Wednesday, April 16, 2014

The Trouble With Food

The trouble with food, I've often explained to people around me, is that as an addition it's awfully hard to kick. I can't go cold turkey because I need to eat. And while yes I could give up all the sugar, fat, fried goodies, it ultimately doesn't matter as I can binge on Vegetarian Shepherd's Pie. There are no restrictions on my addiction, like most junkies, if I can't get the best fix, I'll amble on over to the next best.

I eat for a variety of reasons. I'm depressed, bored, happy, hungry. Insert emotion and there is a food. Food is always a part of the celebratory aspect of any holiday. I bake cookies. I create casseroles loaded with cheese and eggs. We eat our way through Christmas morning, Thanksgiving Day, and Easter. I don't know how to create a holiday that doesn't include copious amounts of goodies. My Pinterest board is a testament to this fact. I also really do love food. I love new flavors and trying different cuisines. I love to create in the kitchen taking the raw ingredients and making something nearly magical with them. Cooking is a way that I show that I care, that I love the person for whom I prepare the food. But food is also a drug for me, and it is in the intersection of these two experiences of food that I lose my way.

Over the last few years, I feel like I've been caught in a whirlwind of changes. My expectations and plans for my life have been swept up and transported somewhere else. I don't do well when the careful to do list on which I've worked so diligently is snatched out from under me. So I've sat here in Athens for just about three years, and ate my way through the many emotions I've felt.

This was a trend that began in Charlotte. When I was rejected from every graduate school I applied too (even the safety ones) the consumption began. I ate until I was uncomfortably full at first, and then I began to eat past that point. I'd lay awake at night sick with food I had barely tasted. If I didn't overeat during the day, I'd creep out into the kitchen in the early  morning hours to quietly indulge while standing in the dark at the kitchen encounter. One the rare occasion when H found me, the shame rode me. I blushed in the darkness but I didn't stop eating. By the time we moved to Athens, I was already spiraling deeper into my food addiction. Deeper than I had been for along time.

And once in Athens, set loose from scheduled work, due dates, and lesson plans, I felt helpless and useless. I floated on an ocean of too much time, and I ate my way through the fear, the anxiety, the depression.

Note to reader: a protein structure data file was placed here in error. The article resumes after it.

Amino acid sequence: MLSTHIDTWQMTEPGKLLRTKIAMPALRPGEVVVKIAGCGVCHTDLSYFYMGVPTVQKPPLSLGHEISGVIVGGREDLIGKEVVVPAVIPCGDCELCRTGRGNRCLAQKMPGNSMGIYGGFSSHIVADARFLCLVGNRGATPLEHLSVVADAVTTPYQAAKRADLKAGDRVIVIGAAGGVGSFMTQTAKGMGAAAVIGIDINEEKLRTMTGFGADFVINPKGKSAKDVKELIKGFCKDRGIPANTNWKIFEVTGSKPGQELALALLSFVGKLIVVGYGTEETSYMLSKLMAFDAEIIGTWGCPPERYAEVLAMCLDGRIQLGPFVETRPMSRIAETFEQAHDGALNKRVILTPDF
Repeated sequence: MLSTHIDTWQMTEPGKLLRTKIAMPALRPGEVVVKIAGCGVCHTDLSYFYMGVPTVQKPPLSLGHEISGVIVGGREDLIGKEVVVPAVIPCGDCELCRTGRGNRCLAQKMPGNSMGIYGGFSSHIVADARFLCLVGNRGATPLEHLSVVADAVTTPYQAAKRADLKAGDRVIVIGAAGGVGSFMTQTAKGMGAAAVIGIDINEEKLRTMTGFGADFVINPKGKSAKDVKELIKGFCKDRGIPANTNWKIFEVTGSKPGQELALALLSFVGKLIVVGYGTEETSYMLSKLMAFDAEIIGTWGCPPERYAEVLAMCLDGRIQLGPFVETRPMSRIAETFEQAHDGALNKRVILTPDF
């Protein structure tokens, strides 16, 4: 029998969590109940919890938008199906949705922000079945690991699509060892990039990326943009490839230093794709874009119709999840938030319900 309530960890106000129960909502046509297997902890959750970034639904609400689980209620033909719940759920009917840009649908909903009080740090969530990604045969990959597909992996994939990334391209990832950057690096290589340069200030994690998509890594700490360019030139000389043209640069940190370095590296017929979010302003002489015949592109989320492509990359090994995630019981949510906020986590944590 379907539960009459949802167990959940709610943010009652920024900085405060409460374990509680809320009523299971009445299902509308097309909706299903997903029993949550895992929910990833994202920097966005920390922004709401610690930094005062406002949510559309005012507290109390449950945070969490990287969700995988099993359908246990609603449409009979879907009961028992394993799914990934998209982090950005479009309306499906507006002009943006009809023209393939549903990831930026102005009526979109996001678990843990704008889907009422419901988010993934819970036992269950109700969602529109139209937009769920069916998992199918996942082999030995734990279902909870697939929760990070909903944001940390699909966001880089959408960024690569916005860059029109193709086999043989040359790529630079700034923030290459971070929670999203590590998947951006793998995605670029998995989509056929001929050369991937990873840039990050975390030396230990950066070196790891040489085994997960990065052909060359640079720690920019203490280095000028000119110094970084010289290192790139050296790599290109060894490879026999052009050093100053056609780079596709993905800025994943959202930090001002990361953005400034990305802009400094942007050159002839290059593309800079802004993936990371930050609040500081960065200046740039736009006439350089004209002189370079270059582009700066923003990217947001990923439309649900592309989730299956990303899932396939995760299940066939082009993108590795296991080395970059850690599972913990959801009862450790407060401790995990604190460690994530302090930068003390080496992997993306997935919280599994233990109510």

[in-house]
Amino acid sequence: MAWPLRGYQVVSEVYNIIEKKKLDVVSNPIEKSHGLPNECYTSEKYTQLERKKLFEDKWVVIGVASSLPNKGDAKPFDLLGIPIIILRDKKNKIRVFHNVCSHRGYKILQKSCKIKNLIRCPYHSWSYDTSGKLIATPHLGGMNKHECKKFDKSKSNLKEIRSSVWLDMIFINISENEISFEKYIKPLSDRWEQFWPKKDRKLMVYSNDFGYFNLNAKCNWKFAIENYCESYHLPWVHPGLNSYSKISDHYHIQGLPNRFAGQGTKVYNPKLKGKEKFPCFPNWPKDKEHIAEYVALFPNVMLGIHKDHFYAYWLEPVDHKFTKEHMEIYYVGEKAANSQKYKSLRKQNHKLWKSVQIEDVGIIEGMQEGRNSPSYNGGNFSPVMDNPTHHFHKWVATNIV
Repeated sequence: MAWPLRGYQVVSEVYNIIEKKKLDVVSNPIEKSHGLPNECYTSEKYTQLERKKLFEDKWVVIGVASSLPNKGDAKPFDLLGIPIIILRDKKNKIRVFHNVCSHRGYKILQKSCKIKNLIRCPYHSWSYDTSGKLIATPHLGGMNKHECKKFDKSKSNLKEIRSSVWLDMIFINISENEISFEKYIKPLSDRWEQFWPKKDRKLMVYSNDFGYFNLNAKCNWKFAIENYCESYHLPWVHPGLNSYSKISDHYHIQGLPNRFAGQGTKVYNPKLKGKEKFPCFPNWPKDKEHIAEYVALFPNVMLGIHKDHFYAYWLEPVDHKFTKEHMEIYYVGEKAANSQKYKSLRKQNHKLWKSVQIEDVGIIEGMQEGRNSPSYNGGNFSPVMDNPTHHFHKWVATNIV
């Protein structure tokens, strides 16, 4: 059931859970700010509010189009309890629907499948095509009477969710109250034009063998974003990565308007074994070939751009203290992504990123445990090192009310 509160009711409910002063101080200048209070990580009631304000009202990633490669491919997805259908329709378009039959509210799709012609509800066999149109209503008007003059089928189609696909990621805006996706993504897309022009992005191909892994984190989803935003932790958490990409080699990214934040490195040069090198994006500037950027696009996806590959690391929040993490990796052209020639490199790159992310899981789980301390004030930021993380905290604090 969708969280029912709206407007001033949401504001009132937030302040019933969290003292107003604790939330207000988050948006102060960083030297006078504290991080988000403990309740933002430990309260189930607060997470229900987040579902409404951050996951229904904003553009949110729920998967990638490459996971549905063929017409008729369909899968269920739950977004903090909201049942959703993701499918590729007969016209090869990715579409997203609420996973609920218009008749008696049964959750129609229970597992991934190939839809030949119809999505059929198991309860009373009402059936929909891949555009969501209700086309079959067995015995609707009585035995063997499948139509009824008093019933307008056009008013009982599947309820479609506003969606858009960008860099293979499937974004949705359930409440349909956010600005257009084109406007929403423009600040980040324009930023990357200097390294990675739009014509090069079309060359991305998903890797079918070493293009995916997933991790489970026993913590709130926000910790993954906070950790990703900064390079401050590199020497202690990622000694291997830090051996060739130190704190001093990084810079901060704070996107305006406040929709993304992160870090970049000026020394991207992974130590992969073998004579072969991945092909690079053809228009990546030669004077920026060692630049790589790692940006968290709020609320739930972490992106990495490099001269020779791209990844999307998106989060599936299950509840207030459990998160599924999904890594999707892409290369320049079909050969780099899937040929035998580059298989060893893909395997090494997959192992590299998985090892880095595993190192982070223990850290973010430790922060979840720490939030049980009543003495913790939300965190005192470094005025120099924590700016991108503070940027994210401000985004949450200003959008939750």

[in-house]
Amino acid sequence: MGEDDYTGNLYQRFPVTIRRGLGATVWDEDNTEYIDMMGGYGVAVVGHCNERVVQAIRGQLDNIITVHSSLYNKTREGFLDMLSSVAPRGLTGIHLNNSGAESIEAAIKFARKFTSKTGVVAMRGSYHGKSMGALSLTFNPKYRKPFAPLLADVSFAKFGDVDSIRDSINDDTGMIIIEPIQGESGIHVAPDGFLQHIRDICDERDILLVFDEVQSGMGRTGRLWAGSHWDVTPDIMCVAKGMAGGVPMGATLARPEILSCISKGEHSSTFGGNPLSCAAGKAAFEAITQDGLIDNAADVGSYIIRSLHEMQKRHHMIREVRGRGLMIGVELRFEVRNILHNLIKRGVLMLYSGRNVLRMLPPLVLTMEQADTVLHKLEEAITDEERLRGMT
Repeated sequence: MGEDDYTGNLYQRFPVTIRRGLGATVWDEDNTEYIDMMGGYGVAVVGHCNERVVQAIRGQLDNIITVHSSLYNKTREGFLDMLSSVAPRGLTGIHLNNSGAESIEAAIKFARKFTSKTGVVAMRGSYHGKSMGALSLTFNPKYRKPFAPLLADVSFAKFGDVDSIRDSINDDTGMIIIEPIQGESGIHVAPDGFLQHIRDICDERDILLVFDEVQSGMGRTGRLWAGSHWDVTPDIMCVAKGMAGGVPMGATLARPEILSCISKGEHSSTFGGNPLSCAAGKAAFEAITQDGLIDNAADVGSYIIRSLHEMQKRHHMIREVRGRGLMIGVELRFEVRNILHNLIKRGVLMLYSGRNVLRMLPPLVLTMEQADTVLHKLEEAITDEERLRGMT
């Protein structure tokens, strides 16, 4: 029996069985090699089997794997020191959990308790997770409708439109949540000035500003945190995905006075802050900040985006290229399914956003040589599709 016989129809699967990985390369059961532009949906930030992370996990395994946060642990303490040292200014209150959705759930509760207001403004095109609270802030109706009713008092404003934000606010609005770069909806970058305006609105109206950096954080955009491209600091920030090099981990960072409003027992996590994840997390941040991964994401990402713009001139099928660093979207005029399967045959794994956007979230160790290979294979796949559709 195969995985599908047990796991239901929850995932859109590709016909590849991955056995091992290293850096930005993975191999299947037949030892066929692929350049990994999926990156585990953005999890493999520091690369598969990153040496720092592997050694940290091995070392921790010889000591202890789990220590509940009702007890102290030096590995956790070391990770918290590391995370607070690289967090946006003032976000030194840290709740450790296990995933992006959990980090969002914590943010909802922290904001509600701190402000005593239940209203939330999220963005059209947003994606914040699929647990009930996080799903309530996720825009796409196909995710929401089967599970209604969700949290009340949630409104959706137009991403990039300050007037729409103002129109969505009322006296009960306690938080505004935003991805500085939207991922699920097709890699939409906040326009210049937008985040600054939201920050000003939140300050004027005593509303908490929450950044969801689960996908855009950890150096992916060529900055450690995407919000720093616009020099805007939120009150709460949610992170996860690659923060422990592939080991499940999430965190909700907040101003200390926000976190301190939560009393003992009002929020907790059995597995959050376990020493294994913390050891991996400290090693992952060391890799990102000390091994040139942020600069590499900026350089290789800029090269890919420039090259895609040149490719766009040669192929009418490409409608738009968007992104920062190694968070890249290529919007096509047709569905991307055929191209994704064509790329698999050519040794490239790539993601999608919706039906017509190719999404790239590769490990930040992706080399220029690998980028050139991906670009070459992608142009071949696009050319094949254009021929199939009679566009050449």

Now I'm starting to see a way out, and I'm trying to swim but I'm loaded down with the addition that just doesn't go away when it's out lived its usefulness.

Two weeks ago, I made cinnamon rolls. I felt safe in making them as the beasties are crazy about cinnamon rolls. I was wrong. It wasn't safe. No one liked them but me. They sat there in their creamy frosting glory. I ate one after dinner feeling safe and slightly virtuous even though it annoyed me to feel this way. Food isn't dangerous. It isn't moral. It's not good or evil. I repeated these things to myself as I ate half a roll. I felt full but it wasn't unpleasant. I went for a walk with the little beasties and H. When we returned, I ate the other half. Throughout the night, I couldn't keep away. I should have thrown them out. I should have frozen them. I didn't do those things. Instead I ate them.  I ate several. And by midnight I was nearly writhing in pain. I ate them when I could feel the gluten rising up in my chest. I ate them when it was clear that my tricky gall bladder was going to kick my ass. And then I ended up in the ER. I sat there shamed thinking about how I had eaten myself into this place. There was no rehab to check me into, only the quiet disdain of the Dr. who lectured me on my bad eating habits. Like I didn't know hatt one shouldn't eat ten cinnamon buns in one evening. Not that I told him this thing. He made that assumption looking at my fat body.

I've learned my lesson, I thought as H drove me home at six am. I have to get control of my eating. And for a couple of weeks I did okay. But then last night, I ate cupcake after cupcake. I inhaled chips. I asked Piper to bring me a cupcake as soon as H went to bed because I was ashamed that I was eating this when I wasn't hungry. As soon as I bit in to the soft crumbly chocolate, I knew it was going to hurt, and I ate the damn thing anyway. I woke up at four with the now familiarly stabbing pain that comes from a gall stone. I walked, took a shower, sat on the couch, and waited for four hours until the pain went away and I could sleep.

As I watched the sun rise over the hospital next door, I experienced a total helplessness. If I was addicted to drugs or alcohol, I could go to rehab. I might even encounter sympathy instead of the lecturing shame. Why I often wonder do we assume that people who are addicted to food only need to show some will power? I have will power aplenty as anyone who knows me can attest but in the face of food, I am very very weak.